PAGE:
The ARIC study is a prospective community-based cohort of 15,792 individuals who were recruited and enrolled between 1987 and 1989 from four US communities (Forsyth County, NC; Jackson, MS; Minneapolis suburbs, MN; Washington County, MD). Details on the ARIC study design and methods have been previously published . During the fifth study visit between 2011 and 2013 blood samples were collected for quantification of plasma protein and serum metabolite levels. Institutional review boards at each field center have approved of the study and written informed consent has been obtained from participants at baseline and follow-up visits. All 4046 participants with available proteomic and metabolomic profiling at visit 5 (61.6% of study visit participants) were included. The censoring date for follow-up was December 31st, 2018.
The AASK study was a trial of 1094 adult African Americans aged 18–70 years with hypertensive chronic kidney disease (mGFR 20–65 ml/min per 1.73 m2) recruited from 21 clinical centers in the United States. AASK trial enrollment occurred between February 1995 and September 1998, and the trial phase ended in September 2001. All 694 participants with available proteomic and metabolomic profiling at baseline in the trial phase were included in our analysis .
Proteomic and metabolomic profiling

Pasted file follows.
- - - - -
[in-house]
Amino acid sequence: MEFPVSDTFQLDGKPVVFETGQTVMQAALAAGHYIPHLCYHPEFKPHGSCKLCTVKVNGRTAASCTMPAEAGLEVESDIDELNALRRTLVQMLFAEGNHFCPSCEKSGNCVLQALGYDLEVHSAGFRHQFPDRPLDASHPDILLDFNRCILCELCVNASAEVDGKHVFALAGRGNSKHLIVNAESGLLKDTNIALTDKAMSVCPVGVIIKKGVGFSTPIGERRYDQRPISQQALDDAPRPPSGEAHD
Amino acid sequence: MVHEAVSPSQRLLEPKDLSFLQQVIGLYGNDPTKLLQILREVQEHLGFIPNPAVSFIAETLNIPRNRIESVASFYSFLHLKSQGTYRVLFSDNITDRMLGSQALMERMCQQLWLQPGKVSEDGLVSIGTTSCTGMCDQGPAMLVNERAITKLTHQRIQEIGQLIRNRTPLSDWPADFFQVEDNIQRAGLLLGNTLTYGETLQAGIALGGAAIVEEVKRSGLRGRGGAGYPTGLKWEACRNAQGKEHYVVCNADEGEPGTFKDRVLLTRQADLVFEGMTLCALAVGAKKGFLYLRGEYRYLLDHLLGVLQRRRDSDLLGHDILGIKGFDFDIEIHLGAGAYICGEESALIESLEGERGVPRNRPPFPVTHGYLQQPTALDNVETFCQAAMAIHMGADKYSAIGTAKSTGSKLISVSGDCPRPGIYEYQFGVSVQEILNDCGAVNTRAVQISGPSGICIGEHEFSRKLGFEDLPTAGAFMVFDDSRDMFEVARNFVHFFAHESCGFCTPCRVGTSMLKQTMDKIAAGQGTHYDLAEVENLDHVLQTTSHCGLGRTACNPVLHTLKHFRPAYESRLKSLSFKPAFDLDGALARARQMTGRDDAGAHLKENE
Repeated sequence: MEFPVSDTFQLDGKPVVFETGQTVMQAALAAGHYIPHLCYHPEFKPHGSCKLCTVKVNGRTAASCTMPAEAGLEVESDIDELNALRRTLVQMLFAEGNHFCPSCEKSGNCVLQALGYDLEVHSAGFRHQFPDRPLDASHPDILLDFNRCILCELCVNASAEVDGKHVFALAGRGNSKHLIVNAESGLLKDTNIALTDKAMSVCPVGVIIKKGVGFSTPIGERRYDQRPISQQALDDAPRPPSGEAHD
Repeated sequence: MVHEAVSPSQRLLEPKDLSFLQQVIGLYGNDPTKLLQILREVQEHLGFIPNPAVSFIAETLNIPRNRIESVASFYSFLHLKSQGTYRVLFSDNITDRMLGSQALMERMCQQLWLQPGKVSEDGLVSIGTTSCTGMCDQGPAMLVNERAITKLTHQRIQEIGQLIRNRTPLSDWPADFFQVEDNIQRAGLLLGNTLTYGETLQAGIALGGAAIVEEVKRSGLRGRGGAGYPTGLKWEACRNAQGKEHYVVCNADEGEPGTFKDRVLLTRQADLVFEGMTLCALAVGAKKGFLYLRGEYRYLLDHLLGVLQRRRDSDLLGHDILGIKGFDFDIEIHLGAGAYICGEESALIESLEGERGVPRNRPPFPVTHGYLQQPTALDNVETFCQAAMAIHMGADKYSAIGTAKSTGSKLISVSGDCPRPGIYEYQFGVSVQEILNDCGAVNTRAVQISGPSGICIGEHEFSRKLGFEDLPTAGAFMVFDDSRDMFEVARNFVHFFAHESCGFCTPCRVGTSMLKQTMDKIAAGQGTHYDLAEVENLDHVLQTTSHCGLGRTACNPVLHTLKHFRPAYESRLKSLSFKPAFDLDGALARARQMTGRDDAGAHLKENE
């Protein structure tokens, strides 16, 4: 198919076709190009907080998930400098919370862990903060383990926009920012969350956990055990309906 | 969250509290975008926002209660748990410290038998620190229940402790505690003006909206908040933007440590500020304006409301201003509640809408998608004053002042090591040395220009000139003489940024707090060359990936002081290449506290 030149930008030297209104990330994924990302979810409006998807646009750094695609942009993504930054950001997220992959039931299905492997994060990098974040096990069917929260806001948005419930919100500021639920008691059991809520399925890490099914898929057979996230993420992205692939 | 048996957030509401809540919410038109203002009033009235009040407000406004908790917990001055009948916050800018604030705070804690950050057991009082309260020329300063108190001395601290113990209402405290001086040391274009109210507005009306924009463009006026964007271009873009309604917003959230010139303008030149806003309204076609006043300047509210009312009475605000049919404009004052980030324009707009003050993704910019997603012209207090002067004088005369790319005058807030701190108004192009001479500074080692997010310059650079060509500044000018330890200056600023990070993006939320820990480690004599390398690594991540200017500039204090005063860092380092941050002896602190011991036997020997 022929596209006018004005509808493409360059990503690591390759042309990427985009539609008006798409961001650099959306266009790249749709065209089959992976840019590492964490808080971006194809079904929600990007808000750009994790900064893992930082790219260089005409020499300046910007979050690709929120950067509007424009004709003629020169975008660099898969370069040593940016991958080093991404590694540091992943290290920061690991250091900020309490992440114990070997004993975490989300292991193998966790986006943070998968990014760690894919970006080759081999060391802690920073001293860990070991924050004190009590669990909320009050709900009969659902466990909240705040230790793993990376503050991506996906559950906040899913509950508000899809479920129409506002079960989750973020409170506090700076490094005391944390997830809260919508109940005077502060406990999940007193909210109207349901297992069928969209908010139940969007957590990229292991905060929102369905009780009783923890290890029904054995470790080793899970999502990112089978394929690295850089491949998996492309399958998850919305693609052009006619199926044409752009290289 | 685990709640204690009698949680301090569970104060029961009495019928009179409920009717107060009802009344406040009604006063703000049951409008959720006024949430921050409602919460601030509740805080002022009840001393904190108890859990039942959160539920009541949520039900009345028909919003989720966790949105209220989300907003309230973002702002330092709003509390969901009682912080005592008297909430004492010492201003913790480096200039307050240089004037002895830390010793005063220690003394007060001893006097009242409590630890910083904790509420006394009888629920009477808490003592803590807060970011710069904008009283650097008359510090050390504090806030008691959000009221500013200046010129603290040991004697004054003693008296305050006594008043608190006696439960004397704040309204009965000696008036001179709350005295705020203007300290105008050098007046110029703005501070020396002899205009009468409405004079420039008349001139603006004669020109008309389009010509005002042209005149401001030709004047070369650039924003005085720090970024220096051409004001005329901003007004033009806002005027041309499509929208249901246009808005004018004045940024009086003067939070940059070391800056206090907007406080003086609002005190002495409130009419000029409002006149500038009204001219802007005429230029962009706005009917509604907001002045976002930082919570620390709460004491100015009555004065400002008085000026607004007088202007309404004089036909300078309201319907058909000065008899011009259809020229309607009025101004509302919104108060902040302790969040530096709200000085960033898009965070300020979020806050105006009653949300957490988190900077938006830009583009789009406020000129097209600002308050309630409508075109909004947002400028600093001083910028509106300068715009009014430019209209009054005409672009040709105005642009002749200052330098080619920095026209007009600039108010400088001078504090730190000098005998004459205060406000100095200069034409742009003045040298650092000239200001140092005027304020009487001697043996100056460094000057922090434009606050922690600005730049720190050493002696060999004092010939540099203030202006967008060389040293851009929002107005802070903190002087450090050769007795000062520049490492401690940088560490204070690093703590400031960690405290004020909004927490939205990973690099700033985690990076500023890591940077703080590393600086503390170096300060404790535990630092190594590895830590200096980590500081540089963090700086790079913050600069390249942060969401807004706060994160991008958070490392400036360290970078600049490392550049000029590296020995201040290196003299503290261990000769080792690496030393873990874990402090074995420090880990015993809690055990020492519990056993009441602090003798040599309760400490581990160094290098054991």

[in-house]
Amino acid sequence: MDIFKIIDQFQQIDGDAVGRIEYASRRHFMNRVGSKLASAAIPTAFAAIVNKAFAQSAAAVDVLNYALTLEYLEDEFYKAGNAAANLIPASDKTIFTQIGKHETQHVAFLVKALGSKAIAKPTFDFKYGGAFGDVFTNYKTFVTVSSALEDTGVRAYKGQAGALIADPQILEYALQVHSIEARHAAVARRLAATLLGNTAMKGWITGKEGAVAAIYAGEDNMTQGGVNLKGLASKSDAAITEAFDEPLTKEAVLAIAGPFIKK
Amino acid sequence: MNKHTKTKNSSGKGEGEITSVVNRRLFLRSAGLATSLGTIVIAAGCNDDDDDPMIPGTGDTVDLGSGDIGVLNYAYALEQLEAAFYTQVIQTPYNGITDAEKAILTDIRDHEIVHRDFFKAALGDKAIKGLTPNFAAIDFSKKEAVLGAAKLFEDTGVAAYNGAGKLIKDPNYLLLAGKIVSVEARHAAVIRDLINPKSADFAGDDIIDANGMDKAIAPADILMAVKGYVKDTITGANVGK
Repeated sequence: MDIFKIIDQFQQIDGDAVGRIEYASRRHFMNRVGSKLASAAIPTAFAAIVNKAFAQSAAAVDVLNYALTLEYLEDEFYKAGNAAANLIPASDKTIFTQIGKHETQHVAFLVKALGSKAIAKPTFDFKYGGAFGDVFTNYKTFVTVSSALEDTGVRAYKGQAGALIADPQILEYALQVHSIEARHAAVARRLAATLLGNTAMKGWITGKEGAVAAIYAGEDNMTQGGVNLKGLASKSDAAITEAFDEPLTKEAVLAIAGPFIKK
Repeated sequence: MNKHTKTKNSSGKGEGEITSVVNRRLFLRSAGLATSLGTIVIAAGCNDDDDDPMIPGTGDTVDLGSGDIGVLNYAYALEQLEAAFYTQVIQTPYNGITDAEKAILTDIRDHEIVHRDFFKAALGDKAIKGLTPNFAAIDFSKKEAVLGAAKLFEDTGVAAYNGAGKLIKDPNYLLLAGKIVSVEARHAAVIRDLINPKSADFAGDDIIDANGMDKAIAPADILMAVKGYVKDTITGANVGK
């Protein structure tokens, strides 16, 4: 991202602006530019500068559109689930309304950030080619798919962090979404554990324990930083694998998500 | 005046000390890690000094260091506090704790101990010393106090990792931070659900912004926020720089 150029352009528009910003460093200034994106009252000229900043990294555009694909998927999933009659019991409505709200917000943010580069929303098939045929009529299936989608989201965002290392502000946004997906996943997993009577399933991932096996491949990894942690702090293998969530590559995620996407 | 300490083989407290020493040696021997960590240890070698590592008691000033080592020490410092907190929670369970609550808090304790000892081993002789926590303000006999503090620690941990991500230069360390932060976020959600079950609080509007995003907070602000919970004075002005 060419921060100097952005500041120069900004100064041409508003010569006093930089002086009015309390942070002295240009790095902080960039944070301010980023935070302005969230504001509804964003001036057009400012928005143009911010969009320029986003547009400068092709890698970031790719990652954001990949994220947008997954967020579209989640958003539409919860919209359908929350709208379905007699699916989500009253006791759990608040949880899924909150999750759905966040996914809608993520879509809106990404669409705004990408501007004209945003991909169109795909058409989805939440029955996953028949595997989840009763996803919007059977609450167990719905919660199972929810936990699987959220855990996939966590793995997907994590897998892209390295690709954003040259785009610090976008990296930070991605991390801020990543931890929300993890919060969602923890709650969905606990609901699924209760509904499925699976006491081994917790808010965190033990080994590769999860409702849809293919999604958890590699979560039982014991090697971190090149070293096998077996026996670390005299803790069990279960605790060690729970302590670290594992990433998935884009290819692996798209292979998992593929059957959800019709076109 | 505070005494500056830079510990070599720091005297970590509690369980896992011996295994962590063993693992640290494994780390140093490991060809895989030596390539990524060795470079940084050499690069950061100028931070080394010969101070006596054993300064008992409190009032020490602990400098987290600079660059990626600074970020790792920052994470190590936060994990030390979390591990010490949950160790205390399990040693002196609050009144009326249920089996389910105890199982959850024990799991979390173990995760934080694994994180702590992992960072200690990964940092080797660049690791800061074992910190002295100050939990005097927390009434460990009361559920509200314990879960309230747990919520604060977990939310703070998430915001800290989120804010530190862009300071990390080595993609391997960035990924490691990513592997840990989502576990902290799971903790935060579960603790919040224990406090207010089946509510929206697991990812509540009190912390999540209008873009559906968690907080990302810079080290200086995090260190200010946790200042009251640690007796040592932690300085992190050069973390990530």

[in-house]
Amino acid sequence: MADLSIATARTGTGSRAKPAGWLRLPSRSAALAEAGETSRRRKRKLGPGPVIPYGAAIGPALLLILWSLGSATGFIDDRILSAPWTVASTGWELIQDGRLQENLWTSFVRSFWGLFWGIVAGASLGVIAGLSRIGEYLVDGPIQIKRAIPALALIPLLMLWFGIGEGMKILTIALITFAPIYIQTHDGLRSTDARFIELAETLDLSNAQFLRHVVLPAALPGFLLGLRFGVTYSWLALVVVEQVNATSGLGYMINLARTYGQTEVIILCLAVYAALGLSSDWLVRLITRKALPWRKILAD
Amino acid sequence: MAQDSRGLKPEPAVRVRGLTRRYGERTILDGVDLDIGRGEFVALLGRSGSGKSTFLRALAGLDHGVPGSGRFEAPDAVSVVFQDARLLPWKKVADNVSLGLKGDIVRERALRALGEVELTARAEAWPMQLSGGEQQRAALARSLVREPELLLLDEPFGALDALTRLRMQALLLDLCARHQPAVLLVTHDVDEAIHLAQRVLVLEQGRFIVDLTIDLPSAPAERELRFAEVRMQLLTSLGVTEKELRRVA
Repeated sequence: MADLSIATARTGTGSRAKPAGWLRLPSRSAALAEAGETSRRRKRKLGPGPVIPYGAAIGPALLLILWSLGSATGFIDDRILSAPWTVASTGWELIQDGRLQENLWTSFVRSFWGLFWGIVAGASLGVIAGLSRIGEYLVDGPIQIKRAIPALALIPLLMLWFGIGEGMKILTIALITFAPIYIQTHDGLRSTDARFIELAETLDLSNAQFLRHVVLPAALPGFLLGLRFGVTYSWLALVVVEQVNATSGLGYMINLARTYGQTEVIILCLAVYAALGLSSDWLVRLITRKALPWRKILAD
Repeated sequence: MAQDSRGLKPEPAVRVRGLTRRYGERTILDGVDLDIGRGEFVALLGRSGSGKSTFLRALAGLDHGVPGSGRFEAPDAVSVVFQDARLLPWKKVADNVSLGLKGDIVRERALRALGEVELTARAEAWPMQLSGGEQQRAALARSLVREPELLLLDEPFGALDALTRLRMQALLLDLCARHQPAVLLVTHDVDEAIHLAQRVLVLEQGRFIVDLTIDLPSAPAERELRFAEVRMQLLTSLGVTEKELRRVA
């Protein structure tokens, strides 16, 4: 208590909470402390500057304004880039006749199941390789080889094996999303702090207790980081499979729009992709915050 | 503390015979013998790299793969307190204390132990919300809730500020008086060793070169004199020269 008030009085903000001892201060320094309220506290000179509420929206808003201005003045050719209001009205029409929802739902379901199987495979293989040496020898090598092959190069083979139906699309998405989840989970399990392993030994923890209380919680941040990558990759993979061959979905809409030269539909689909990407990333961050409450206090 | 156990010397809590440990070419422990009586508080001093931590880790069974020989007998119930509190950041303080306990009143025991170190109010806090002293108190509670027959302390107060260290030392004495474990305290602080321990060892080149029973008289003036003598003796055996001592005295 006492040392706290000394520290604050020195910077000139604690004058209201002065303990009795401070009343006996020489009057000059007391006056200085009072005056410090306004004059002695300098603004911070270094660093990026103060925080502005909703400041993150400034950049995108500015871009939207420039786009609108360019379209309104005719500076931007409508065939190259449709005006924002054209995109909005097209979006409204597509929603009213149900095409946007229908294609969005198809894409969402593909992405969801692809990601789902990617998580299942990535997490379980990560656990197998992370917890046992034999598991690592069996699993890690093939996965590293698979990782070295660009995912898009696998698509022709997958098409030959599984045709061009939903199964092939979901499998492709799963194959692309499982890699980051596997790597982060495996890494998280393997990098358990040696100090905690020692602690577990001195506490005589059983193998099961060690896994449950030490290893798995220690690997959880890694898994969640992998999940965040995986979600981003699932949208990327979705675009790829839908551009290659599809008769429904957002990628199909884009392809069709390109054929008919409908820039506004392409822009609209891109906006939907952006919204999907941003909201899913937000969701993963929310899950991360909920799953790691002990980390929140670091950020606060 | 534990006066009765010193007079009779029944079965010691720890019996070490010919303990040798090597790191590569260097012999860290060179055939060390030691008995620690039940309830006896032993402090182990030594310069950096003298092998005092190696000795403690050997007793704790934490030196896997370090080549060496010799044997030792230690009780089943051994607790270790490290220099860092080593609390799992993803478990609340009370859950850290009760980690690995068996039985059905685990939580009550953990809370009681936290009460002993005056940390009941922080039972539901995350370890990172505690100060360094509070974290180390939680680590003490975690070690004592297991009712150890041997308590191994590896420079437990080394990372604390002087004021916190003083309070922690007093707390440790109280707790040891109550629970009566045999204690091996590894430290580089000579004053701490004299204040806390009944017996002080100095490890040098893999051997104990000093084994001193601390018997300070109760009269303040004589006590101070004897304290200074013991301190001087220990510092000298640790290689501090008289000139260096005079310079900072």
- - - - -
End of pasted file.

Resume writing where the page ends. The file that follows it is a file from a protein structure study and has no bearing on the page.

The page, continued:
ARIC has a uniform blood collection protocol (https://sites.cscc.unc.edu/aric/Cohort_Manuals/Blood_Collection_And_Processing_7.PDF) for serum separate tubes (SST) and EDTA tubes across all 4 sites. EDTA tubes were spun (3000 g for 10 min at 4 °C) and plasma frozen. Similarly, AASK has a routine blood collection protocol for SSTs (https://repository.niddk.nih.gov/studies/aask-trial/MOOP/). In ARIC, 5282 plasma proteins were quantified in ARIC participants using a Slow Off-rate Modified Aptamer–based capture array and plasma collected at visit 5, using the SomaScan® platform v4. Similar procedures, using the expanded SomaScan® v4.1 platform, were applied to serum samples from the baseline visit in AASK, resulting in quantification of 7596 serum proteins in the AASK study . For both studies, proteins were log2-transformed to account for skewed raw value distributions, and values outside of 5 SDs on the log2-scale were winsorized. In addition, we excluded proteins if the Bland Altman coefficient of variation among blind duplicate samples was greater than 0.5 (Fig. 1). The final analysis included only human proteins that were quantified in both cohorts (N = 4616).